Many western people fearfully view China. China is seen as a great capitalist opportunity and as a geopolitical and economic rival. The numbers that come from China look far better than numbers from anywhere else. Why? Because it’s Standard Operating Procedure for most companies in China to keep two sets of books – and it’s customary to pay a higher price if you actually want tax receipts. In short: China numbers are like ENRON, but much bigger…
The horrible news today is that the best corruption watchdog: Caijing Magazine is slashing it’s scope of reporting by 20-30%. There will no longer be reporting on politics or social issues. Source: foreignpolicy.com.
In related news, Caijing does have a very interesting article about why the Yen failed to reach reserve currency status, and that article is eriely similar to the situation that China is facing right now:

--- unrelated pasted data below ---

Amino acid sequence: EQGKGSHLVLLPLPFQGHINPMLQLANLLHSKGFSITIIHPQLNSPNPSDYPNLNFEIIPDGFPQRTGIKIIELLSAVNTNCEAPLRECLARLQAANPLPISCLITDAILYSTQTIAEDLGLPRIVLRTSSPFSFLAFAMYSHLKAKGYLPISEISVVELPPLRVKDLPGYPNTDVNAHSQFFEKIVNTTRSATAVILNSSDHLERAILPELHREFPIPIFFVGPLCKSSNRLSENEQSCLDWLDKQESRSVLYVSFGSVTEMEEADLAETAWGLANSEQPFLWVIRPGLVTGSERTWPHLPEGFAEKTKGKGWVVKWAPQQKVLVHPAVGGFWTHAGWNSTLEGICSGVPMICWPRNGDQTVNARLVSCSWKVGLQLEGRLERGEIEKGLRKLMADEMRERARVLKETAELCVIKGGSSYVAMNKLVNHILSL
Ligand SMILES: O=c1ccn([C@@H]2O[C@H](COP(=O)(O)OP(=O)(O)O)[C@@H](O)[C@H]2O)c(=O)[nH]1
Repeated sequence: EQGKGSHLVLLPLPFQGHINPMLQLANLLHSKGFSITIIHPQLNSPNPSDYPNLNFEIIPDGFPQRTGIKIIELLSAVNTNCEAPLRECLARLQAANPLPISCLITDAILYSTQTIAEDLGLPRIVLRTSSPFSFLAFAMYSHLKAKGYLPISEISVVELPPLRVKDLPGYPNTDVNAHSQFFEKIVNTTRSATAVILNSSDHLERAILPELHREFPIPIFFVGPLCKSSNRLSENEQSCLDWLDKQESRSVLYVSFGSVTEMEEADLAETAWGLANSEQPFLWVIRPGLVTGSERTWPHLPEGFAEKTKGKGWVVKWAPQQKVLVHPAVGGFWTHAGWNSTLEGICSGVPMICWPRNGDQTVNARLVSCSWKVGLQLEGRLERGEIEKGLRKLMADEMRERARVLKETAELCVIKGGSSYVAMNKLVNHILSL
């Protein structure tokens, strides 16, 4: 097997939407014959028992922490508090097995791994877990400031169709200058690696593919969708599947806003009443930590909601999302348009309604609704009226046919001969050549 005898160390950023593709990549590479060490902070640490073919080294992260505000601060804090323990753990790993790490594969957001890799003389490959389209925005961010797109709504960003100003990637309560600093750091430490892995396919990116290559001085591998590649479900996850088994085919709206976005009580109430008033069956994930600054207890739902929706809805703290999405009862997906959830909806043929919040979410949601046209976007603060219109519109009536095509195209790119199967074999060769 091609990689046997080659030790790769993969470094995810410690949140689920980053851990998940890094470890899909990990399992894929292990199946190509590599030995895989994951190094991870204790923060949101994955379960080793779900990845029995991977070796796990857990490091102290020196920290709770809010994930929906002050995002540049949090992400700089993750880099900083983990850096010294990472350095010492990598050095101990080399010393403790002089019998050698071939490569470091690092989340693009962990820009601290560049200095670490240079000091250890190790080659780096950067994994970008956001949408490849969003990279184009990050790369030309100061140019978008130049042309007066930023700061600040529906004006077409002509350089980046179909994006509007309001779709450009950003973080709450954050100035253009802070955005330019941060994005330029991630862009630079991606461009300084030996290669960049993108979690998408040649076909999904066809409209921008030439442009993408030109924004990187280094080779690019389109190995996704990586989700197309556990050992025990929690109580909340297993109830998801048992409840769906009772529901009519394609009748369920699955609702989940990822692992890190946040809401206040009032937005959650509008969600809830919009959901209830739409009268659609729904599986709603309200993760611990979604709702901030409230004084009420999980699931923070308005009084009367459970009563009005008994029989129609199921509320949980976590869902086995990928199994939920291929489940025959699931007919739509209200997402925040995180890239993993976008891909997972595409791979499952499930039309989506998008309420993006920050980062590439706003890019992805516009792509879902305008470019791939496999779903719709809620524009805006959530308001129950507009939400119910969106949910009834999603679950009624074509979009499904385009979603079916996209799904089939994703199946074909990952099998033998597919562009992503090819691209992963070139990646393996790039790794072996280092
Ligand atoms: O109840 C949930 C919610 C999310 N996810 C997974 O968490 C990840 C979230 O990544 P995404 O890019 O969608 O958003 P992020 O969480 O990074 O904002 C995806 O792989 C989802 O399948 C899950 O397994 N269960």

In the 1960s, when the yen was fixed at 360 to the U.S. dollar, the Japanese economy grew at an average 10 percent per annum. In the 1970s, when the yen began to appreciate during an oil shock, growth slowed to an average 5 percent.
Following massive stock market and real estate bubbles after the 1985 Plaza Accord, the yen appreciated sharply against the dollar. In 1992, the Japanese currency rose to 128 to the dollar from 239. Appreciation continued until April 1995, when the yen hit 80, and then followed a reverse course until falling to 147 in June 1998, a decline brought to a halt only after joint intervention by the Bank of Japan and U.S. Treasury.